The author identifies analytical autoethnography as an empirical methodology that synthesizes autobiography and social critique in order to resist, and also change, dominant academic discourse. The data from twelve open-ended interviews with academics from a variety of subject areas at one university has been considered and the author has carried out narrative analysis in order to elicit autobiographical experiences with academic writing and the audit culture. Evidence from the author's autobiographical experiences and the interview data have been used to inform a short autoethnodrama set in a university on the south coast. This triangulation of research-autobiography-script seeks to prioritize the experiences of the people involved and maintain the balance between rigorous academic analysis and experiential autobiographical reflection via a creative and emotionally charged text. The autoethnodrama considers the "impact" of the Research Assessment Exercise (RAE) and current such exercises, and the possible and real effects of neo-liberalism and the audit culture on institutional culture and individual lives.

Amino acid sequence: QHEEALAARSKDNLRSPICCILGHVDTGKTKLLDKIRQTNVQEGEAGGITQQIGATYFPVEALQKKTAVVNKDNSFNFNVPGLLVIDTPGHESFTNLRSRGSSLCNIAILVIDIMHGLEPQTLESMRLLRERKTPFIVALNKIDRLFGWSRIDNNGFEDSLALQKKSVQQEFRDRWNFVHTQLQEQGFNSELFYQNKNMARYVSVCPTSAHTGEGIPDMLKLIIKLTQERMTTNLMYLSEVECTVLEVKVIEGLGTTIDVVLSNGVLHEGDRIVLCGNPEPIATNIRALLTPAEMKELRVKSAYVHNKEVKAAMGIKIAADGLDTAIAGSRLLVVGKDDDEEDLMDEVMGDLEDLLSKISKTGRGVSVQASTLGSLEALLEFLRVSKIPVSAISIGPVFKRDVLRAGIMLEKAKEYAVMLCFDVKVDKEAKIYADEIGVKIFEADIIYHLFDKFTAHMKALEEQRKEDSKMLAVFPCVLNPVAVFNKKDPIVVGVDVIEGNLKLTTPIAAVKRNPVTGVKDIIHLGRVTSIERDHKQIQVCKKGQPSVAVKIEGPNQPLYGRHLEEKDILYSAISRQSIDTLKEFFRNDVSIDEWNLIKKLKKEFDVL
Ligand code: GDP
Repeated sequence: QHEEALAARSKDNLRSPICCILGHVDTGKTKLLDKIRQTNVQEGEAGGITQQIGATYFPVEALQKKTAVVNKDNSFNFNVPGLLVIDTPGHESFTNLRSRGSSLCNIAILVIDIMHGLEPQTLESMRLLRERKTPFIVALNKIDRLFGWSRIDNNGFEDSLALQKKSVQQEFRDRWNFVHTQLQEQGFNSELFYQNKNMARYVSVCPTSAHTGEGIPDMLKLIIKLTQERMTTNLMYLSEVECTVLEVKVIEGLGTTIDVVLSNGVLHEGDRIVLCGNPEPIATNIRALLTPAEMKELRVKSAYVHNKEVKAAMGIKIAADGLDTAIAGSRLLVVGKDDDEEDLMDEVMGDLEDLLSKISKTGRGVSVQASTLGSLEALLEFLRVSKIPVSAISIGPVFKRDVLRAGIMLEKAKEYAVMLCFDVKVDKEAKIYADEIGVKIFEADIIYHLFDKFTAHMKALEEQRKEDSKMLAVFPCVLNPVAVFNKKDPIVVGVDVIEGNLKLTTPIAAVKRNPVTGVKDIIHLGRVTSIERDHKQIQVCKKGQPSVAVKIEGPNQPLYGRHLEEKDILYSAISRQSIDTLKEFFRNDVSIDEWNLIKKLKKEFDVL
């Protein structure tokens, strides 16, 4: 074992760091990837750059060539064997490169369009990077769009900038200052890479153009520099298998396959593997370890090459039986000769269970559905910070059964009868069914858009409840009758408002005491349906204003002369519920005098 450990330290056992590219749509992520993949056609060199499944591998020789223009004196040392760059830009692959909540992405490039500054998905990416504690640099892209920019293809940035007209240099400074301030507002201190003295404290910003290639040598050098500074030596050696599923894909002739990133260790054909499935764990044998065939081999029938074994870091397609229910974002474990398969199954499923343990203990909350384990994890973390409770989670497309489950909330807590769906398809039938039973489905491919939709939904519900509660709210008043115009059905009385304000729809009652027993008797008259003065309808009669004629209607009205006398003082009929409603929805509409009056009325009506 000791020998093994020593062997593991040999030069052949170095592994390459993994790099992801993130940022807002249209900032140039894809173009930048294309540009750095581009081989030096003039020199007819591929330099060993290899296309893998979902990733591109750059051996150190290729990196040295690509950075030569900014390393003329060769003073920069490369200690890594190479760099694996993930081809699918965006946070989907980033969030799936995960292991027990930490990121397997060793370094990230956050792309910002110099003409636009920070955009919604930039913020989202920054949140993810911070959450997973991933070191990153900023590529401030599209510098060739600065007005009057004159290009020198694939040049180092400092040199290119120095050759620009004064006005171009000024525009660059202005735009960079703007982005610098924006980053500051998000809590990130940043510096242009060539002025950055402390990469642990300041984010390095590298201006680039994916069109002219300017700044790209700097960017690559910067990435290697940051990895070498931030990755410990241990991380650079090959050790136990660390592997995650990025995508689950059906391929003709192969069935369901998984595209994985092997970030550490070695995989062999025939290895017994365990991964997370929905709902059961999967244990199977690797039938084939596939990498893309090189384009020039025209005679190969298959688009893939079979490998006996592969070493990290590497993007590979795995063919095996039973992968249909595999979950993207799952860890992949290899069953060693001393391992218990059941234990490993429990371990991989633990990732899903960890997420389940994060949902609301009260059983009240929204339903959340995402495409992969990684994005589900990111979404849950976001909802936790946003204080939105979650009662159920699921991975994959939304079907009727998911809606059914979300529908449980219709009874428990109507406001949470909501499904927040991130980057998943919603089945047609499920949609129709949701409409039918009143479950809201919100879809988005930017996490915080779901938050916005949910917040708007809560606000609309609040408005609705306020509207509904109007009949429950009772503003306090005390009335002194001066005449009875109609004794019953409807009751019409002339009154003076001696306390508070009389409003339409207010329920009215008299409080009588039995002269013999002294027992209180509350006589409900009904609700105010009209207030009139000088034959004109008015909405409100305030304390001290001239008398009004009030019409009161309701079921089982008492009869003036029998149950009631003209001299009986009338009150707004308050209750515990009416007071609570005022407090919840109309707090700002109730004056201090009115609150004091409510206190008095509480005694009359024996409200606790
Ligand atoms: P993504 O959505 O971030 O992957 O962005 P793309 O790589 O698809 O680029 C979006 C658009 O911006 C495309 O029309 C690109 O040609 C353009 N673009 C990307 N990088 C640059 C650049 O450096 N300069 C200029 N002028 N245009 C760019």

|Journal||Writing in Practice|
|Publication status||Published - 3 Jun 2016|
Bibliographical note© Jessica Moriarty. Reproduced by permission of the author. Permission to reuse must be obtained from the rightsholder.
- higher education
- audit culture
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